If you want solid, no-nonsense bluegrass music these days, you won’t go wrong with any release by John Reischman and The Jaybirds. Their latest release On That Other Green Shore is no exception. That’s no accident, of course. One of the top mandolin players of his generation, Reischman has been involved in bluegrass and other roots music for better than 30 years, and has played with many of the greats. He was right there when the so-called “new acoustic music” was pioneered by The Good Ol’ Persons. Since moving from the San Francisco Bay Area to British Columbia in the ’90s, he has made a number of solo albums with guests handpicked from the top musicians of the Pacific Northwest, and this is his seventh release with The Jaybirds.
The first time I listened through Green Shore I thought, “they’re really emphasizing the ‘blues’ part of bluegrass this time.’ ” One of the two tunes that Reischman penned for the album, “Red Diamond,” in particular reminds me of the bluesy music of the Seldom Scene way back in the ’70s that first attracted me to contemporary bluegrass. Fiddler Greg Spatz in particular captures that sound. Their take on the traditional “Today Has Been A Lonesome Day” also emphasizes that song’s blues roots, with bassist Trisha Gagnon singing lead with her earthy alto. Guitarist Jim Nunally’s sprightly paced but sad love song “Gonna Walk” continues the blues theme, and the ensemble gives a very bluesy tone to the spiritual number “Green Pastures,” again led by Gagnon.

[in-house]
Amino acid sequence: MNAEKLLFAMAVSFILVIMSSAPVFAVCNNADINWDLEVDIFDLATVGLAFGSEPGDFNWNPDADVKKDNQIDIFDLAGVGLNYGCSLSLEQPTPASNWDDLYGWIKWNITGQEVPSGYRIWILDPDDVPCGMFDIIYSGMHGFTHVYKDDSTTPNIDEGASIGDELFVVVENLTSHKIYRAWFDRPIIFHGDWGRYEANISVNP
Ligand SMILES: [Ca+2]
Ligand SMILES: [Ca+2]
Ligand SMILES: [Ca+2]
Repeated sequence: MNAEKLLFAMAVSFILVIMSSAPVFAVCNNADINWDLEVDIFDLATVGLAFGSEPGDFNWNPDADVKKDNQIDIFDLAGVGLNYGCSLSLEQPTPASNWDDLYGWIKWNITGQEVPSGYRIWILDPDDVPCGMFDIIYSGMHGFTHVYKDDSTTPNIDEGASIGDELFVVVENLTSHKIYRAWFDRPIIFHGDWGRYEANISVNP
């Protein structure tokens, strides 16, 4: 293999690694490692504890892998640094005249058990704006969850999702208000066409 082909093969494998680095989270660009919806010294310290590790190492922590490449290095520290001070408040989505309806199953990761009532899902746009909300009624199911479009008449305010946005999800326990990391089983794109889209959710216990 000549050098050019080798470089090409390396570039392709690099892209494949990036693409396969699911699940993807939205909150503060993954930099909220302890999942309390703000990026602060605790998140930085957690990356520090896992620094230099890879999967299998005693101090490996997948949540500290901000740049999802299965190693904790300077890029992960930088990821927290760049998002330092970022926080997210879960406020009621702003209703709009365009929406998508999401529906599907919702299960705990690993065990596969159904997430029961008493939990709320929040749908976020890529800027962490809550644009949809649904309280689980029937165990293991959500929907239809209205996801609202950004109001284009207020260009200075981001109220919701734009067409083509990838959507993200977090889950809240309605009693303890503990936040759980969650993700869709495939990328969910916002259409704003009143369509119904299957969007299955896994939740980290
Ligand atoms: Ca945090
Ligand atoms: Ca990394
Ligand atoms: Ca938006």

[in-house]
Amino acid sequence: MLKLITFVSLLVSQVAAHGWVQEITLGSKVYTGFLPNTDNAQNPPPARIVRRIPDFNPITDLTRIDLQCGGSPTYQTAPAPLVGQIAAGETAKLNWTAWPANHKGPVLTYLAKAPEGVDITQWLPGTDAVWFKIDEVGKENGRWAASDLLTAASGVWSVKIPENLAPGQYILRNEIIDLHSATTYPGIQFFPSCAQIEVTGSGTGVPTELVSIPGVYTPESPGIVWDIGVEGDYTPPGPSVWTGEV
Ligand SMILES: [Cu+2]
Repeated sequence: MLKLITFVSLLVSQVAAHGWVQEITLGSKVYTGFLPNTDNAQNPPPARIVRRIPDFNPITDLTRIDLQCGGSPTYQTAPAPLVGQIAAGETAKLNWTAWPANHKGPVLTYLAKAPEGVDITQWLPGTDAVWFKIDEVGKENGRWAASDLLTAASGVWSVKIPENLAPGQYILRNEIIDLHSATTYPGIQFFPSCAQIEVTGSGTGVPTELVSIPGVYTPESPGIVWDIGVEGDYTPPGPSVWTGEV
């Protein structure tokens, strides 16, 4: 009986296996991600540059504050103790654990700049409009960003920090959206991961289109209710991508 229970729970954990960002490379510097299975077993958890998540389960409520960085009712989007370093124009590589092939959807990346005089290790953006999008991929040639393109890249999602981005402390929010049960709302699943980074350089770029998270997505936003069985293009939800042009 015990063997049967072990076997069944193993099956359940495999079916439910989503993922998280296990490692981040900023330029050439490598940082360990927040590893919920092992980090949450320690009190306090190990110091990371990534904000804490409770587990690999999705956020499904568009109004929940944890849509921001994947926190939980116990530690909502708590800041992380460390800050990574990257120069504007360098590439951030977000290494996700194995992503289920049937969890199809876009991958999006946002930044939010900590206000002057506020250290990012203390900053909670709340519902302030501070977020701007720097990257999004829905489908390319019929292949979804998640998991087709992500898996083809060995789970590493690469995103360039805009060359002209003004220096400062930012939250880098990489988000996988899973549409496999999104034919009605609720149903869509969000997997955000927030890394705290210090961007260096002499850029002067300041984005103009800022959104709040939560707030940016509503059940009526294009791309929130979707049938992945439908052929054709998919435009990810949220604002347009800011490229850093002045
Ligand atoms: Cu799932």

That’s just one way to look at this album, of course. It’s also just great as a collection of bluegrass and old-time music. It’s bookended with superb instrumentals: banjo-player Nick Hornbuckle’s lively bluegrass breakdown “Wellesley Station” sets the feeling for the whole collection, and of course showcases Nick’s sharp picking and sense of melody. The traditional “Katie Bar The Door” wraps things up, led by Spatz on fiddle – he brought this one to the recording sessions, and says he got it from the fiddling of Rayna Gellert and others. Spatz’s wife Caridwen Irvine Spatz (herself a fiddler) contributed the lovely “Thistletown” on which Greg plays a beautiful lead line with echoes of Appalachian, Celtic and even a tiny bit of Balkan fiddling. It goes without saying that Reischman himself contributes superb playing throughout, whether supporting with rhythm behind the others or taking melodic solos. All of these players put the group ahead of themselves, none moreso than bassist Trisha Gagnon. Her playing isn’t splashy but it’s always spot-on.
Any review of a Jaybirds record that doesn’t mention the vocals is not a serious review. Gagnon and Nunally share most of the lead singing duties, but everyone but the fiddler gets in on the act. In fact Reischman and Gagnon sing a beautiful duet on the Lennon-McCartney song “Two Of Us” (the opening cut from *Let It Be*) which works great in a bluegrass setting. Gagnon sings high harmonies with Nunally on his “Gonna Walk.” And everyone joins in with impeccable four-part harmony on the gospel song “Don’t You Hear The Lambs A-Crying” (which contains the line that gives the album its name).
Bluegrass, oldtime, gospel, multi-part harmonies, danceable instrumentals, even a Beatles cover – as usual, The Jaybirds do it all just right. Including once again beautiful album artwork from some guy named Audubon, and designed by another musician and artist, Pharis Romero.